Overweight or obese women (BMI 27-35), who are otherwise healthy, will be recruited onto the study. They will attend the 'David Greenfield Human Physiology' laboratories on 5 convenient mornings, following an overnight fast. The 1st visit is a medical screening and will involve signing a consent form, completing medical screening, food frequency and activity questionnaires, having height, weight, and hip/waist circumference measurements taken and a sample of blood taken for CBC, urea, electrolytes, LFT, TFT, glucose and insulin analysis. Subjects will then be asked to complete a 3-day diet diary for macronutrient assessment and to consume a diet providing 50% of energy as carbohydrate for 3 days prior to the 2nd laboratory visit. This 2nd visit will involve having a DEXA body composition scan, an adipose tissue biopsy and a 3-hr hyperinsulinemic, euglycemic glucose clamp. Starting on the following morning, subjects will then consume an orange drink (either OJ or a carbohydrate matched orange flavoured drink) once a day for 12 wks. A 3-day diet diary for macronutrient assessment will be recorded during wks 3,7and 11 of taking the drink, and measurements made at screening will be repeated on visits 3 and 4 which will take place in weeks 4 and 8. A standardized diet will be consumed for 3 days prior to the final laboratory visit, as before. This 5th visit will be identical to visit 2.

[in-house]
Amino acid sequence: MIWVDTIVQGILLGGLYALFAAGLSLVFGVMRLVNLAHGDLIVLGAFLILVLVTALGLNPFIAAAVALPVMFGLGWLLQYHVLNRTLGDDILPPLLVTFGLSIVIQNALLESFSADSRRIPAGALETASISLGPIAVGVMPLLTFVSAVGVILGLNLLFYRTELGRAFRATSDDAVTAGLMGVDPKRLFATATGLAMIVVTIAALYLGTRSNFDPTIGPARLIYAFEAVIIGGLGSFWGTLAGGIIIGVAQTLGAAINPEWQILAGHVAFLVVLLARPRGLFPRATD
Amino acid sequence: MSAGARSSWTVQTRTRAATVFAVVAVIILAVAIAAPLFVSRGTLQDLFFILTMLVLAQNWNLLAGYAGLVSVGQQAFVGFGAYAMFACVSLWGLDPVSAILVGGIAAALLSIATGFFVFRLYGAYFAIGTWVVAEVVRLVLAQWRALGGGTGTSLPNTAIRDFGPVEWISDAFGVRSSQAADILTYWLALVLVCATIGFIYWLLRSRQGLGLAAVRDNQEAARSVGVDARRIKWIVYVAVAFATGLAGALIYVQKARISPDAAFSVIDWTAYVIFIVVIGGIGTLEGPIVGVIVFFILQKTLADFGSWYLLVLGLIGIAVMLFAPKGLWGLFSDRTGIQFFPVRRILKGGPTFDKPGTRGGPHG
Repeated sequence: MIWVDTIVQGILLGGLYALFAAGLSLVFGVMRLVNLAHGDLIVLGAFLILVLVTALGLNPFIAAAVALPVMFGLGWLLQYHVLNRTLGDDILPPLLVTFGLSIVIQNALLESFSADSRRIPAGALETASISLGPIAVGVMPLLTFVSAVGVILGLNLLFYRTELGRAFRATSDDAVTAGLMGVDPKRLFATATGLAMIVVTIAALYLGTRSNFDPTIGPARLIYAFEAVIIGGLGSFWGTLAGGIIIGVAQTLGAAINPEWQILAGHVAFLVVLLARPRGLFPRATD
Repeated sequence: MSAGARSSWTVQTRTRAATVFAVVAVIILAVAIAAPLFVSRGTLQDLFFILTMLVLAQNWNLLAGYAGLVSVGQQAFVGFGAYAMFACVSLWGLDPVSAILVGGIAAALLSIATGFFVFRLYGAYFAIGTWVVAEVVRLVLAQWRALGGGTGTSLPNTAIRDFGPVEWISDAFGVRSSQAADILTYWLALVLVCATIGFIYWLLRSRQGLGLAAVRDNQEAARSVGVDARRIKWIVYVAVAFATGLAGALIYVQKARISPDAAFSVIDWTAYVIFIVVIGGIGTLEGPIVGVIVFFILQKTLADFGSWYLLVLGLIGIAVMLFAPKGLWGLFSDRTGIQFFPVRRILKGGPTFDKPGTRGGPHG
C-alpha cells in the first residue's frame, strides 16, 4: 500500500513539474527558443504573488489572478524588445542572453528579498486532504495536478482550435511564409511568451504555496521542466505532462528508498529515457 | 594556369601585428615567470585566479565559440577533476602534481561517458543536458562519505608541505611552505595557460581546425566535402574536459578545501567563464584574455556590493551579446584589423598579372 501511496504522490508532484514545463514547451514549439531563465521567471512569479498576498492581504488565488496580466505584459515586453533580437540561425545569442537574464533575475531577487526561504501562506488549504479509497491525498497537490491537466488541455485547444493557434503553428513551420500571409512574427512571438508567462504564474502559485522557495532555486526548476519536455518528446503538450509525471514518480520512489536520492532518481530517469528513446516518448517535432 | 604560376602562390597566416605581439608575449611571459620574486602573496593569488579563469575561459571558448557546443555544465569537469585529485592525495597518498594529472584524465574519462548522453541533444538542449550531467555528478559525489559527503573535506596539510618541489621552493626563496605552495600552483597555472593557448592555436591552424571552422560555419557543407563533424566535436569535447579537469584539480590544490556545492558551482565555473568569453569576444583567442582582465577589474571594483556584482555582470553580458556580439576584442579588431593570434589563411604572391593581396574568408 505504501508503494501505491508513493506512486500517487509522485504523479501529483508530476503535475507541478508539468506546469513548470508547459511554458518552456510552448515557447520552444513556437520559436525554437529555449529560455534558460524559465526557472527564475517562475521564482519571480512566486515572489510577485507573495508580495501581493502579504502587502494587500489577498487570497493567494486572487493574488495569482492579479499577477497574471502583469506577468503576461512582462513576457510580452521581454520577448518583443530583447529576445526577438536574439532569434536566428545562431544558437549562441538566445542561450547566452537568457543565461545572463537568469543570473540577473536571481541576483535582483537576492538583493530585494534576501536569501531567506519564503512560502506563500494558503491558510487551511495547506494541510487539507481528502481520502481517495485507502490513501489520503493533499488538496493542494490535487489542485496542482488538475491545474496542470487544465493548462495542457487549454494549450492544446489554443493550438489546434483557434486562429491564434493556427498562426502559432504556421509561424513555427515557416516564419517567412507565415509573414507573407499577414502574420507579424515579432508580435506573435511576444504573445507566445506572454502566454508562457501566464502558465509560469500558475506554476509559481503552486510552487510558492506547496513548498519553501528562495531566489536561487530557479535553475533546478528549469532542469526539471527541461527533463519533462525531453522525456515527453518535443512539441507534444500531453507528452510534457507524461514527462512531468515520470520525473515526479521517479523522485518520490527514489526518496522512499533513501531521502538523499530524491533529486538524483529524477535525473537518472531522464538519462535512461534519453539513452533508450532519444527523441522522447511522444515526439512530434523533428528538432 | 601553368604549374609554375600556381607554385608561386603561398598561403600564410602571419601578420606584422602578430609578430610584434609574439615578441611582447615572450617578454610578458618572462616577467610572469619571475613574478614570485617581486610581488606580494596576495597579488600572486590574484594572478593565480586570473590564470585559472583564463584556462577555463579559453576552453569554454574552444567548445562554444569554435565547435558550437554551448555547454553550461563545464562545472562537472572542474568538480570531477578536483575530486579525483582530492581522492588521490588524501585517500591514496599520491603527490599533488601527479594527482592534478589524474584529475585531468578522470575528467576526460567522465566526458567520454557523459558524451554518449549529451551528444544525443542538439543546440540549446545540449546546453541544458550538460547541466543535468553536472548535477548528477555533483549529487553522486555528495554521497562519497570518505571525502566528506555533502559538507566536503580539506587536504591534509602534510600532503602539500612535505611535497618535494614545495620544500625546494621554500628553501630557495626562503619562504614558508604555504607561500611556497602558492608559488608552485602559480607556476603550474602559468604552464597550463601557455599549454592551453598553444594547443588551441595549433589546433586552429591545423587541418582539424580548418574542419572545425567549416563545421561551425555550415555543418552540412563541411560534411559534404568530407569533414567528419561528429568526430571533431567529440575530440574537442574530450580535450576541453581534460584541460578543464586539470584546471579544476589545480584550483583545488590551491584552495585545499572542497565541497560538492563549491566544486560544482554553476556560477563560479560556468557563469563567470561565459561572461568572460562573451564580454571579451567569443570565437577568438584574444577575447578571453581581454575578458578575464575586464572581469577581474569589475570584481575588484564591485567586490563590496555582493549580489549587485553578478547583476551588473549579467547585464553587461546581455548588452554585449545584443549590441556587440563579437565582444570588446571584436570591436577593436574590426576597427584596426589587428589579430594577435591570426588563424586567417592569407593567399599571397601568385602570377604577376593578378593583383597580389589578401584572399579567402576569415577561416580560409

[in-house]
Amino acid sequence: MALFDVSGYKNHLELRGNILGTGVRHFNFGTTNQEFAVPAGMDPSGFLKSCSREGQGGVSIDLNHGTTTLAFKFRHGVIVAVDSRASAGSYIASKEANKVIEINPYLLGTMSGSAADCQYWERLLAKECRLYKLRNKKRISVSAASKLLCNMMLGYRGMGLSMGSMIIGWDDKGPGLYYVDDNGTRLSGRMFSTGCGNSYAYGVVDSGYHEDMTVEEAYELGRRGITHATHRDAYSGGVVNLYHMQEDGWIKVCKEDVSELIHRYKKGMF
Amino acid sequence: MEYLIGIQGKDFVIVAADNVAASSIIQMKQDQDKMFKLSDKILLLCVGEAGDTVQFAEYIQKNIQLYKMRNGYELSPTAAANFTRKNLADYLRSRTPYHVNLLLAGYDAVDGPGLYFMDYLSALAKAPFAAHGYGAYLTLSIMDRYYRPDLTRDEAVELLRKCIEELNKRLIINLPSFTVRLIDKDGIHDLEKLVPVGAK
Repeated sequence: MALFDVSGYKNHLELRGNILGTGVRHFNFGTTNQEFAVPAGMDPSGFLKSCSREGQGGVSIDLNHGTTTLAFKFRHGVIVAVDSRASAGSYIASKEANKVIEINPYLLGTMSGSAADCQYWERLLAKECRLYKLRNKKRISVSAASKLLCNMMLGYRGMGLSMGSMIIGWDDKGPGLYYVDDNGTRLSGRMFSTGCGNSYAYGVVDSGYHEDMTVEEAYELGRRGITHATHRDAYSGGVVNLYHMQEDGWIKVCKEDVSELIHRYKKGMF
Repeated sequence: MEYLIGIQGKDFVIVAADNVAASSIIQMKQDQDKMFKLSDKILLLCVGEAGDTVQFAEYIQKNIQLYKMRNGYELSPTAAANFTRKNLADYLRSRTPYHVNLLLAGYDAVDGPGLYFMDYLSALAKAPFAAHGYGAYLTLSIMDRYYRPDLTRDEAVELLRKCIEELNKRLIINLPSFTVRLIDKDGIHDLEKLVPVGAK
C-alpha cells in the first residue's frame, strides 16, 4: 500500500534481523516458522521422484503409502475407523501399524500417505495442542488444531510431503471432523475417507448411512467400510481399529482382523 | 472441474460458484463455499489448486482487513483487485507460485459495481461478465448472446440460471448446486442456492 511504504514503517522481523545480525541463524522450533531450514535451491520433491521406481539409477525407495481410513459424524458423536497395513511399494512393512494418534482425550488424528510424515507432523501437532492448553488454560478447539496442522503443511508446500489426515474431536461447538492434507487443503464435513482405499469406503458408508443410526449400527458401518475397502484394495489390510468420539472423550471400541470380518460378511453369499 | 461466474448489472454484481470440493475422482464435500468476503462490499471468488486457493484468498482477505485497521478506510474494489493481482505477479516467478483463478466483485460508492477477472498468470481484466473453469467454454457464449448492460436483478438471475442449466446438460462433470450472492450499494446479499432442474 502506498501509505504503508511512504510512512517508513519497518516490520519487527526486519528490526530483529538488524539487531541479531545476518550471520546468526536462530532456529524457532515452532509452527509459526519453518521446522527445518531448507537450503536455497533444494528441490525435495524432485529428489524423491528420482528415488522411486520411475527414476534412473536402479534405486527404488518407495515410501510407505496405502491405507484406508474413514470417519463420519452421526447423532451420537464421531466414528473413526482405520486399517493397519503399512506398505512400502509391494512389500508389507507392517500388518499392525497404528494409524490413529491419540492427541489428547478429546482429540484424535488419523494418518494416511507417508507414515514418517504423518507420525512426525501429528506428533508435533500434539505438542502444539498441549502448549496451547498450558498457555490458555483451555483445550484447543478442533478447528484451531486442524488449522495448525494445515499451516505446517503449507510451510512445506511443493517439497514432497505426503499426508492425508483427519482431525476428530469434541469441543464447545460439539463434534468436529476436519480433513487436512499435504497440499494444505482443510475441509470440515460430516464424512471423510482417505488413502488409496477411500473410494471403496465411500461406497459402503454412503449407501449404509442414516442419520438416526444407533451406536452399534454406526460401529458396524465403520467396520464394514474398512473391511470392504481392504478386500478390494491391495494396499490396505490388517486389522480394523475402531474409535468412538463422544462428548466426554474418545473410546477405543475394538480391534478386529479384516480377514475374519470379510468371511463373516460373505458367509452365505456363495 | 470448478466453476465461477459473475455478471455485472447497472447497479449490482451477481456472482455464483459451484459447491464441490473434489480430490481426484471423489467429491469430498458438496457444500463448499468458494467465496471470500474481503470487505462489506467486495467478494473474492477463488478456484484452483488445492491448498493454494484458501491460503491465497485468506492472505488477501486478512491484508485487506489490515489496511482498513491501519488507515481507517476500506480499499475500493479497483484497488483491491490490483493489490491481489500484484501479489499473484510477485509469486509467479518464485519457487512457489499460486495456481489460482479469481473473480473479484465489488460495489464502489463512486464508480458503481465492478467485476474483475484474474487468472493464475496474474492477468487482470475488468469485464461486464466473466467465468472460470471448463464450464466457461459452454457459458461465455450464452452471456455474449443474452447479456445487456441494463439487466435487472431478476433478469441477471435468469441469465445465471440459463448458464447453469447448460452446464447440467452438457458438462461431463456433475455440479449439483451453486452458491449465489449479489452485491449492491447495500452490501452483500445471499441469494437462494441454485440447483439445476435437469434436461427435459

Eligibility

Ages Eligible for Study:   18 Years to 55 Years
Genders Eligible for Study:   Female
Accepts Healthy Volunteers:   Yes
Criteria

Inclusion Criteria:

  • pre-menopausal or post-menopausal and taking HRT
  • BMI 27-35kg/m2
  • HOMA-IR value > 1.5
  • healthy

Exclusion Criteria:

  • pregnant or breast feeding,
  • any metabolic or endocrine abnormalities,
  • clinically significant abnormalities on screening,
  • fasting glucose > 6.0mmol/l,
  • taking medication other than the contraceptive pill or HRT
  • herbal supplement use,
  • food allergies/intolerances related to the investigational product (citrus juices, fructose)
  • daily consumption of >100ml citrus juices
  Contacts and Locations
Please refer to this study by its ClinicalTrials.gov identifier: NCT01201603

Locations
United Kingdom
University of Nottingham
Nottingham, Notts, United Kingdom, NG7 2UH
Sponsors and Collaborators
University of Nottingham
Florida Department of Citrus
Investigators
Principal Investigator: Ian A Macdonald, PhD University of Nottingham
  More Information

Publications:
Responsible Party: University of Nottingham
ClinicalTrials.gov Identifier: NCT01201603     History of Changes
Other Study ID Numbers: RIS 100058
Study First Received: September 13, 2010
Last Updated: January 24, 2014
Health Authority: United Kingdom: Research Ethics Committee

Keywords provided by University of Nottingham:
Women
Orange Juice
Insulin Resistance
Obesity

Additional relevant MeSH terms:
Insulin Resistance
Obesity
Hyperinsulinism
Glucose Metabolism Disorders
Metabolic Diseases
Overnutrition
Nutrition Disorders
Overweight
Body Weight
Signs and Symptoms
Insulin
Hypoglycemic Agents
Physiological Effects of Drugs
Pharmacologic Actions

ClinicalTrials.gov processed this record on April 23, 2014